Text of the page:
• Any practice is likely to need to recruit social workers from local authorities leaving very few, whose main role will be child protection. Current criticisms from social workers are the lack of opportunity for direct work with children, much of which is currently concentrated with looked-after children. The move of this work out of local authorities could reduce those opportunities further.

• Concern about what social work role is left with the local authority? Will be required to continue leading care proceedings and will continue to need an identified social worker.
This could set up direct conflict between the social worker acting for the local authority, who a child may perceive as ‘against his parents’, andthe independent practice social workers who is able to offer him tangible support.  Also doesn’t address the stated aim of reducing the number of professionals involved in the child’s life.

• Financial risk in setting up the practice

• What funding will be allocated to each child? Is it likely to reflect the tiered framework of needs and skills of children and their foster carers? Would it change over time as children move through different tiers and levels of need and related to age & development?

• Conflict of interest for the practice to have responsibility for the funds for the child, when the profits for the practice will be dependent upon savings that can be made from that budget.

• The practice will be the commissioner of placements, clearly an opportunity for linking with independent fostering agencies,  who could be among the first to set up practices as they have the structure already in place and are likely to have a competitive edge.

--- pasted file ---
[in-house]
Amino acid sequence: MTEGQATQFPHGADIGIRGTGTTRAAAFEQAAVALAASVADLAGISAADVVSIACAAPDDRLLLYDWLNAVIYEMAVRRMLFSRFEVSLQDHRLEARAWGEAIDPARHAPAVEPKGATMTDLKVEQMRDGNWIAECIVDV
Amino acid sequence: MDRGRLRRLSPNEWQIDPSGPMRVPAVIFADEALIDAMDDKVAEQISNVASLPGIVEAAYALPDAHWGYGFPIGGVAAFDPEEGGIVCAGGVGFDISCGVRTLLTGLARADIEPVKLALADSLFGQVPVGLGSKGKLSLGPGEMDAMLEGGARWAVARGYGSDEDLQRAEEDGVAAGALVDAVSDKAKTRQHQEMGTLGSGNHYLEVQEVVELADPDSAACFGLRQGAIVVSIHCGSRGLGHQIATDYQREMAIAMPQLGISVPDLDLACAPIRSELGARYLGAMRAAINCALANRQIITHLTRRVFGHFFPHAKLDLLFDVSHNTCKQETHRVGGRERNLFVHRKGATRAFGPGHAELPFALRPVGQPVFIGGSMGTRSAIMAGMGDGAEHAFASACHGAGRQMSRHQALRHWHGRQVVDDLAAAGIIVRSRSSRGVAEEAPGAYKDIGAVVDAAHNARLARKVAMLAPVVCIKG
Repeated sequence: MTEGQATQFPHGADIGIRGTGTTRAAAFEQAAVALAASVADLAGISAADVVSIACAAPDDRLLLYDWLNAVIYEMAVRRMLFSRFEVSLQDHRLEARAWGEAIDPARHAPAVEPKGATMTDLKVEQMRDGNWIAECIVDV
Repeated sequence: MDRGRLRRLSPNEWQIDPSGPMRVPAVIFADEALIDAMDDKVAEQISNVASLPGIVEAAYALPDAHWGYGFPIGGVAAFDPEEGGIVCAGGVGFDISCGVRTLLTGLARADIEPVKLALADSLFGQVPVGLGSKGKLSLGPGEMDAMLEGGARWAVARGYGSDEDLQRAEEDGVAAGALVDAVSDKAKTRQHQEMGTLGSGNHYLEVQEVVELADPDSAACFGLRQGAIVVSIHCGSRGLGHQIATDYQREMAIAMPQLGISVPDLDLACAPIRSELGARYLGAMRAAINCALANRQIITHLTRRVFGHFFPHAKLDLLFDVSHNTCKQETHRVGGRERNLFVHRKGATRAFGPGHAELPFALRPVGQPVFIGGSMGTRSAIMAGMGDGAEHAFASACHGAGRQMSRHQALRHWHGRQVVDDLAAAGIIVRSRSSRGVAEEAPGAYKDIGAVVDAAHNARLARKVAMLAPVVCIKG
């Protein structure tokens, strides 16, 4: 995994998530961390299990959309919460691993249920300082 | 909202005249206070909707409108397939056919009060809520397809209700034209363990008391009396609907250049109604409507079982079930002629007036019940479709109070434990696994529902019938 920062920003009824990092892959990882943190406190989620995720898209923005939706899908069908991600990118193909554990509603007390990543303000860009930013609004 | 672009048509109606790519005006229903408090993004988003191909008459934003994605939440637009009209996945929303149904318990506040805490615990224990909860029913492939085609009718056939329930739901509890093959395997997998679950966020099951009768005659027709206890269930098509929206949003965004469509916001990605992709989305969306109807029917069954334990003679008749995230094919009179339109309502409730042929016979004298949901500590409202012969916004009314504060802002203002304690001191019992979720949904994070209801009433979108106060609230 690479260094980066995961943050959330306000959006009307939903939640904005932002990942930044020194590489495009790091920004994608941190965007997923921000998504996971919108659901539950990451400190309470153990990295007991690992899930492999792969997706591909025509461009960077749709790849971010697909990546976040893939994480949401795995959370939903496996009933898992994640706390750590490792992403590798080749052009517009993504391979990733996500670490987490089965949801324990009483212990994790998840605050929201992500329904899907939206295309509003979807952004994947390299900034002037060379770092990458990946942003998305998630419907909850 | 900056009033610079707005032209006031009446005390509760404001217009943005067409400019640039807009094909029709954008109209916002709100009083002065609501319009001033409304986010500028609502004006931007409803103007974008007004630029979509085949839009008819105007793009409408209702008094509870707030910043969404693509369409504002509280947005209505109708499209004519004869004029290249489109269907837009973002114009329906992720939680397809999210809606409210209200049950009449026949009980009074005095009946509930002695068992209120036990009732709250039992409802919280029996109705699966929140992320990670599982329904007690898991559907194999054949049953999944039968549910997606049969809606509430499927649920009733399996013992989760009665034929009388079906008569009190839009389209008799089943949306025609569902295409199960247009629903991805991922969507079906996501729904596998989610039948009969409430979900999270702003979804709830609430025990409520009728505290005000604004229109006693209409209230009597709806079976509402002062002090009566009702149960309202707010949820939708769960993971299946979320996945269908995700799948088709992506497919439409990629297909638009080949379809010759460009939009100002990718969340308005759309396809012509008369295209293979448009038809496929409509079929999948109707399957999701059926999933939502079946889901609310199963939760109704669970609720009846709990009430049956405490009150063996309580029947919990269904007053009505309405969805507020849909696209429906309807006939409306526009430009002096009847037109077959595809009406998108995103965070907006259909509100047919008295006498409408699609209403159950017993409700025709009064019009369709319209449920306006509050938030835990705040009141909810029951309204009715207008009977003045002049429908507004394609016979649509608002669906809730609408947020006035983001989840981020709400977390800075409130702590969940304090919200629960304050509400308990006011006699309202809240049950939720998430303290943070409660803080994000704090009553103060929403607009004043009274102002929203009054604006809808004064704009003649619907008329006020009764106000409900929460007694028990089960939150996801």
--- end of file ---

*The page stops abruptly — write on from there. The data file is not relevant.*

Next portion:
• The proposals that regional commissioning units will be able to offer a choice of placements suggests that local authority fostering services will also be reconfigured. Or will practicres be encouraged to set up agreements, which could result in local authorities paying more for their own foster carers?

• How does the child challenge the decisions of the social work practice?  The local authority complaints procedure and/or judicial review are unlikely to be available remedies when the decision making has been delegated to a practice

• Dilutes the role of corporate parent, moves the child a step further away from elected members

• Emphasises the importance of the care plan, maintenance and revision, which is a positive, but lacks clarity in who takes responsibility for the contents of the care plan.  Presumably the local authority should be responsible, but the practicewill have the social worker with best knowledge of the child. 

• Role of the independent advocate – currently wide variation in the use and practice of independent visitors – building on the role and encouraging their use as independent advocates appears likely to benefit the child in care, but would there be a conflict between the advocacy roles of the advocate and the practice?  If they are to take a greater role, should there be standard training and quality monitoring for advocates?
Maureen Floyd, team manager, London borough of Sutton, and Alexandra Conroy-Harris, social services lawyer, London borough of Merton